Those managers at non-office-based businesses may have more administrative tasks to do which can be done at home, but the message it sends to employees can be a touch demoralising. It’s never good for the employee experience if there is a sense of Us vs. Them in the hierarchy of the workforce. Where possible, you should encourage managers to follow the same return to work guidelines as the rest of the business.
There may be some middle ground to be found, with managers committing to being in the workplace for a minimum number of days. So long as managers are honest with their employees about the amount of time they plan to be in the workplace, it will build a lot more trust than just appearing at random – or not even appearing at all!
What are the positives of returning to work?
Returning to work isn’t all negative though. In fact, getting back in the workplace may actually help solve two of the biggest wellbeing challenges for employees which we found in our report:
- Feeling less connected to their company and colleagues
- Increased loneliness/feelings of isolation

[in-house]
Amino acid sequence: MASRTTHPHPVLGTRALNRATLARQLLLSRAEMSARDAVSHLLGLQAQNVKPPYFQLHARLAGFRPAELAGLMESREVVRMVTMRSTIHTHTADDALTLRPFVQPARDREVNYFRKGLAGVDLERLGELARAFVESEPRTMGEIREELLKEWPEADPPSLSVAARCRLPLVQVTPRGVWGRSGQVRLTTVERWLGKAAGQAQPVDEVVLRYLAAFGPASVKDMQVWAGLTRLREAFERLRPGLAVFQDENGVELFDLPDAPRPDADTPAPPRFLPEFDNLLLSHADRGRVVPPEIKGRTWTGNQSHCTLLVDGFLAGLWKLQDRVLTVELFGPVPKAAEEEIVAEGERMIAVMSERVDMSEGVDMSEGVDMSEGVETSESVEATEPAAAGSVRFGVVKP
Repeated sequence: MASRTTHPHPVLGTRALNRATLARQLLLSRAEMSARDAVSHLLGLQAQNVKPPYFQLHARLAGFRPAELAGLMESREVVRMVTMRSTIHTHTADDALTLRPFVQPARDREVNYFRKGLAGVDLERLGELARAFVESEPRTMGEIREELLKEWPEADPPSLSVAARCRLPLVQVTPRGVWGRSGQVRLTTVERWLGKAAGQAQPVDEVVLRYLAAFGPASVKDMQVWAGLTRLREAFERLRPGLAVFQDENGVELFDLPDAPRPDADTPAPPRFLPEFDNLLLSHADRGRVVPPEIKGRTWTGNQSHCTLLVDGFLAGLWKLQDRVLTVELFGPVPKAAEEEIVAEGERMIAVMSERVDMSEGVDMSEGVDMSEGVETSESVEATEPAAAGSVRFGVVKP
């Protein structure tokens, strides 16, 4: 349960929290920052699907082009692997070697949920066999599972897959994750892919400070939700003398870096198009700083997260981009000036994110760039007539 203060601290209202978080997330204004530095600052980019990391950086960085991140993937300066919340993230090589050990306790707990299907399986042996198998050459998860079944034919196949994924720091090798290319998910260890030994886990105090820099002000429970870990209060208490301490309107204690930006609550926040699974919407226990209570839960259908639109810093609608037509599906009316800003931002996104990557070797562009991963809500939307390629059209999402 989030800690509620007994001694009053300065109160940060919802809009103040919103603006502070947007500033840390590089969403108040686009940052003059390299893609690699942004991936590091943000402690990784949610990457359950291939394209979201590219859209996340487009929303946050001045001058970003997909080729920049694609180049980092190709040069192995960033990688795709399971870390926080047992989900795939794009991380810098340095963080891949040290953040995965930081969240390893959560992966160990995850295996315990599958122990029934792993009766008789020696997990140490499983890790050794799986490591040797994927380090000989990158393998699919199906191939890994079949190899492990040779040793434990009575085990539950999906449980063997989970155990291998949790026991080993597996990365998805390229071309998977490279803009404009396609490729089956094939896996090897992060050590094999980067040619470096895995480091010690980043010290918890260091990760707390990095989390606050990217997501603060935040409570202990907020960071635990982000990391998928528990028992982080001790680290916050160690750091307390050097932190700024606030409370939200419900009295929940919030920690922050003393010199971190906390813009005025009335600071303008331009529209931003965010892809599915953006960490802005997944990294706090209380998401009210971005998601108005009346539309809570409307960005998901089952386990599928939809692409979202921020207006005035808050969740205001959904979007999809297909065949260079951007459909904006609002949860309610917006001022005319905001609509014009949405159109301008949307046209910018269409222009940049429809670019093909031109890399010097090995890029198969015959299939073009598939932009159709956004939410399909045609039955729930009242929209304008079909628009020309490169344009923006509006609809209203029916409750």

While things are slowly returning to the new normal – said with crossed fingers – we were away from friends, family and colleagues for more than three months. Even if you’re not the best of friends with your colleagues, that regular human contact is fundamental to our mental health.
If you have the capacity, now might be a good time to open your workplace and rotate which teams can come in on certain days. Rather than making it compulsory, for the sake of people’s mental wellbeing, they may appreciate being able to come in and see their colleagues face to face.
This will need to be managed carefully as social distancing will still need to be observed. But seeing a colleague from 2m away will still be more human than over a video call – greatly improving feelings of isolation and connection. We cover ways to do this in our return to work checklist which you can download from here.
What if employees refuse to return to work?
Employees can refuse to return to work if they believe that there’s a real danger in them being there or because they have to take public transport. This is in the extreme and if you carry out all of the necessary health and safety requirements, your workplace should be safe enough for employees to return.
This is not a bad thing. You should be making your workplace as safe as possible for your workforce. Not only is it the right thing to do as an employer, but it’s also now an important part of the employee experience. The safer you make your workplace, the happier your employees will be.
Get the return to work checklist
We’ve put together a to-the-point checklist which can help you make a smooth transition back to the workplace. As well as the latest government advice, the checklist also includes:
- Why you shouldn’t all rush back at once
- How to maintain socially distanced socialising
- Why regular check-ins are important
- Why you need to get your companies pulse
- What the latest UK government advice is